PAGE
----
The question of “why doesn’t
sudo cd work?” has come up a couple times in the
last few weeks. I figured that the explanation would make for an interesting
What Shells Do
(Interactive) shells repeatedly prompt the user to type in a command-line, and then attempt to execute that command-line. Once that command exits, the cycle is repeated. The big question is: what does execute mean? The first whitespace-separated word in the entered string is the command, and the rest of the words are the arguments. Most commands are either the name of an executable file, or the name of a built-in command. There are a few other possibilities such as aliases and function names, but they aren’t relevant to this explanation.
Executable files are stored on disk, typically in directories such as
/usr/bin. Whenever the shell executes such a command, it searches for the
file in the current
$PATH, and then creates a new process to run that file,
passing the arguments to the command.
Some commands are so common or simple that the shell contains a built-in
implementation of the command. Other commands have to be built-in simply to
operate correctly. Examples of built-ins are
Built-in or External?
At least in
bash, you can determine whether a command is an executable file,
a built-in, or something else using the
You can also use
which to determine if or where a given executable exists on
Every process has certain state associated with it. Examples are the process ID, ulimit configuration, and the current working directory. This state is generally not shared between processes, and state changes in one process do not affect any other process, even parent or child processes.
When a new process is created, the child process’s state is initially a copy of the parent process. The child process can then modify the state if desired and permissions allow it (e.g. ulimit or nice values often can’t be changed in certain ways). Such changes to the child process’s state do not affect the parent process. When a process exits, all aspects of its state are destroyed, and have no lasting effect. Of course, if a process makes changes to objects other than its own state, such as to files on disk, those changes are preserved even after the process exists; only a process’s own state is destroyed when a process exits.
Current Working Directory
Let’s consider what the current working directory of a process is used for. Users can specify paths (e.g. in command-line arguments or a request for an editor to open or save a file) in two forms; absolute and relative.
Absolute paths, those beginning with
/ such as
/usr/bin, are meaningful as
written since they refer directly to the desired file.
Relative paths are meaningless without stating where those paths are relative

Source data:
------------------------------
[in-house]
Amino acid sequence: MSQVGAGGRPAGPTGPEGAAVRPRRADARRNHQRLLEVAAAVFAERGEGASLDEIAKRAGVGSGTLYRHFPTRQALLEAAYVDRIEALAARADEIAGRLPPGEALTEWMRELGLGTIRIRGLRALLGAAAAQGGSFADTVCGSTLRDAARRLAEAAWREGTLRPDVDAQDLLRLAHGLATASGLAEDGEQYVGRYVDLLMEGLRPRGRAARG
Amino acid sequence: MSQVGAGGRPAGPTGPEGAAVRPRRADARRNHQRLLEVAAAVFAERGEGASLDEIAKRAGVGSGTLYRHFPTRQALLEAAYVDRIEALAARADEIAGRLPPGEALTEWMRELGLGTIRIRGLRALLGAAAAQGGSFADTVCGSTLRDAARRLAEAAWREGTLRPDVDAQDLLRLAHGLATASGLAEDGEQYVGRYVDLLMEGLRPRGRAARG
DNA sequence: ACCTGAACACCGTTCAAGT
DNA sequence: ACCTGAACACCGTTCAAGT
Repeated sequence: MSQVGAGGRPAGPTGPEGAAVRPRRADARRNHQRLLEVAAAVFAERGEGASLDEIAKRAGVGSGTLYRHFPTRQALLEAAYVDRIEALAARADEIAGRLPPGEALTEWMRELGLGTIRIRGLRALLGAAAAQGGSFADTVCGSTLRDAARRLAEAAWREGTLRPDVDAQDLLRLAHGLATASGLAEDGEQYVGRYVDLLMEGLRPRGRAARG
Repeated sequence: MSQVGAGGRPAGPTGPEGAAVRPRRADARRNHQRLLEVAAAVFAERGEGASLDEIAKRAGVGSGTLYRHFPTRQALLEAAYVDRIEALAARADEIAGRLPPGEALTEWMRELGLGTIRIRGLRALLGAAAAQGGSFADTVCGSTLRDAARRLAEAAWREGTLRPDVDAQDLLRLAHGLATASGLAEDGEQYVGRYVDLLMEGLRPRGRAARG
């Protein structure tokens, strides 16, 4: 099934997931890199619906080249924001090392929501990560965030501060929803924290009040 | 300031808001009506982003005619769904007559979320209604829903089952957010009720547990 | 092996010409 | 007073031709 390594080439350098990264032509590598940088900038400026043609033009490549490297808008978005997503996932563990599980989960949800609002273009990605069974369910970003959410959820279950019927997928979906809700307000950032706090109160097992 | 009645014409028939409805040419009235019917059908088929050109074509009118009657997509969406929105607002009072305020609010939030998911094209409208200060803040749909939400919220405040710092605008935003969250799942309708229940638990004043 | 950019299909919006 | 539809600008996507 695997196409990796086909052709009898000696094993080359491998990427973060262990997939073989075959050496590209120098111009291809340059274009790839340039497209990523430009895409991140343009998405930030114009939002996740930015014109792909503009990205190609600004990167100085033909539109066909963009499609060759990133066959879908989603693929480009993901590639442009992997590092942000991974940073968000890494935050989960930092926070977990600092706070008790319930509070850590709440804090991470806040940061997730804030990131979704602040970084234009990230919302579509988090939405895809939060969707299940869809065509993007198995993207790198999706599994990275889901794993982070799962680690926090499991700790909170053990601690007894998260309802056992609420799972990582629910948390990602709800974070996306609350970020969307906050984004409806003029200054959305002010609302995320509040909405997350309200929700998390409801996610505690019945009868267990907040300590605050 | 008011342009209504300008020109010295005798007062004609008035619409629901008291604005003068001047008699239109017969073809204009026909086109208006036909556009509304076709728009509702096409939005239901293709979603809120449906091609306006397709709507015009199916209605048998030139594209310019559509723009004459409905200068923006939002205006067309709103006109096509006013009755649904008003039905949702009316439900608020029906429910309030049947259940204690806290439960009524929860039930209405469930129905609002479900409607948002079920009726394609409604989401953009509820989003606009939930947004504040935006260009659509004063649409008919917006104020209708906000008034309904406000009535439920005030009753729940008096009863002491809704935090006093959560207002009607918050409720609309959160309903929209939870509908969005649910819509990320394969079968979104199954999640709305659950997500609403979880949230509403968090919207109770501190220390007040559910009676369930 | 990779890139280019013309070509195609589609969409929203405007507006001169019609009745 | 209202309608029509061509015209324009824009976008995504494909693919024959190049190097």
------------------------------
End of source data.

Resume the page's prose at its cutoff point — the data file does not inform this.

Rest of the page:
to. The current working directory is the directory against which any relative
path name is resolved. For example, the relative path
/lib/i386-linux-gnu if the current working directory was
would refer to
/usr/lib/i386-linux-gnu/ if the current working directory was
cd command changes the value of the current working directory of the
cd were an executable file rather than a built-in? The shell would
have to execute
cd as a new process.
cd would change the current working
directory value for its own process; a state change that would not affect any
other process. Then,
cd would exit, and the shell would prompt the user for
another command. Overall, these steps wouldn’t have any side-effects; in
particular, the current working directory value of the shell would not have
changed. This means that a
cd executable file wouldn’t be that useful. For
cd must be a built-in command within the shell, so that it
affects the shell’s process state.
cd Executable in HP-UX
An interesting piece of Unix trivia: Some versions of HP-UX do actually contain
/usr/bin/cd executable file. This doesn’t seem very useful on the surface.
One potential use I’ve seen proposed is to test whether a path name is a valid
cd without affecting the current process’s state, e.g.:
sudo is a setuid program which allows running commands as a different user ID.
For example, if given permission by a system administrator,
sudo may allow
certain unprivileged users to run specific commands as
root. This is commonly
used to allow such users to perform specific limited system administration
duties, or if people simply want to hack around permissions issues!
sudo is an executable file and not a shell built-in.
sudo therefore runs as
a separate process to the shell, and always creates a new process to run the
sudo has no built-ins that are run in-process.
An example of
Putting it All Together
cd command is executed directly by the shell, and hence affects the
shell’s own state.
sudo cd command attempts to run a
cd executable. Since this typically
doesn’t exist, this will typically fail as:
cd executable actually exist, and actually implement a “change
working directory” operation, it still wouldn’t do what we want, since it would
only change the current working directory for the
cd process itself, which
would not affect either the
sudo or shell parent processes.
Aaron Johnson for the information about the HP-UX
Bob Proulx for review of this blog post. All mistakes are mine though!